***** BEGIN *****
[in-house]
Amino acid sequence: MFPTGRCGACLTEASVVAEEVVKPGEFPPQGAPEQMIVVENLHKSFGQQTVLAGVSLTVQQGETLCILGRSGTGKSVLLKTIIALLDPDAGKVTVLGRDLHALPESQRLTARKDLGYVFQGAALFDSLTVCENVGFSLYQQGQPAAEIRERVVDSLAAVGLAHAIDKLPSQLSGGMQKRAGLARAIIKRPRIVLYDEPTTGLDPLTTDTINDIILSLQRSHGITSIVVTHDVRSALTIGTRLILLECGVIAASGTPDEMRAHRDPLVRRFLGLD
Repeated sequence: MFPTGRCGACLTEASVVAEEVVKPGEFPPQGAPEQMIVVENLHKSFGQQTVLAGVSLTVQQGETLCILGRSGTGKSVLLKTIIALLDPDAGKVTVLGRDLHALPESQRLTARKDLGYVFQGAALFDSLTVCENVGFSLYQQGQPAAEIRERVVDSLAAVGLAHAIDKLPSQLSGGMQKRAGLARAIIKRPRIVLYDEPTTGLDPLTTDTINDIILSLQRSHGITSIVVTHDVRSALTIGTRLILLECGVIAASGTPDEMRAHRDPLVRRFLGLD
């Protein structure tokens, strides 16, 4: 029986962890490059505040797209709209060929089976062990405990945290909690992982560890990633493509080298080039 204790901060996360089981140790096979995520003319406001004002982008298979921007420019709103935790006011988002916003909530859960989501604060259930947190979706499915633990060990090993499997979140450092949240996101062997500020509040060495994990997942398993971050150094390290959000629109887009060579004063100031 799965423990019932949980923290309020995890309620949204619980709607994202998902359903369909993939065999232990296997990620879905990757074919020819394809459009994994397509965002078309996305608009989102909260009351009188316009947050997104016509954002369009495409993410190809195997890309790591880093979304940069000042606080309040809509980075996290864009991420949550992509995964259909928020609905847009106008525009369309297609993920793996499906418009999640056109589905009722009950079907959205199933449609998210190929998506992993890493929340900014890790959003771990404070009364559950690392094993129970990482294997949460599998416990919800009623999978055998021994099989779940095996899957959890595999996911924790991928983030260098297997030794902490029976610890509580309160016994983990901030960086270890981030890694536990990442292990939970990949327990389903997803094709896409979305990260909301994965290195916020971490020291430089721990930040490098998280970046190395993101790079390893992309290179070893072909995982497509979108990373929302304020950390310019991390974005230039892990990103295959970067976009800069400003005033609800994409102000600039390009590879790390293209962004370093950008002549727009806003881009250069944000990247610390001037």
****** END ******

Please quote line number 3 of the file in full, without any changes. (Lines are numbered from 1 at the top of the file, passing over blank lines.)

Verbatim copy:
Repeated sequence: MFPTGRCGACLTEASVVAEEVVKPGEFPPQGAPEQMIVVENLHKSFGQQTVLAGVSLTVQQGETLCILGRSGTGKSVLLKTIIALLDPDAGKVTVLGRDLHALPESQRLTARKDLGYVFQGAALFDSLTVCENVGFSLYQQGQPAAEIRERVVDSLAAVGLAHAIDKLPSQLSGGMQKRAGLARAIIKRPRIVLYDEPTTGLDPLTTDTINDIILSLQRSHGITSIVVTHDVRSALTIGTRLILLECGVIAASGTPDEMRAHRDPLVRRFLGLD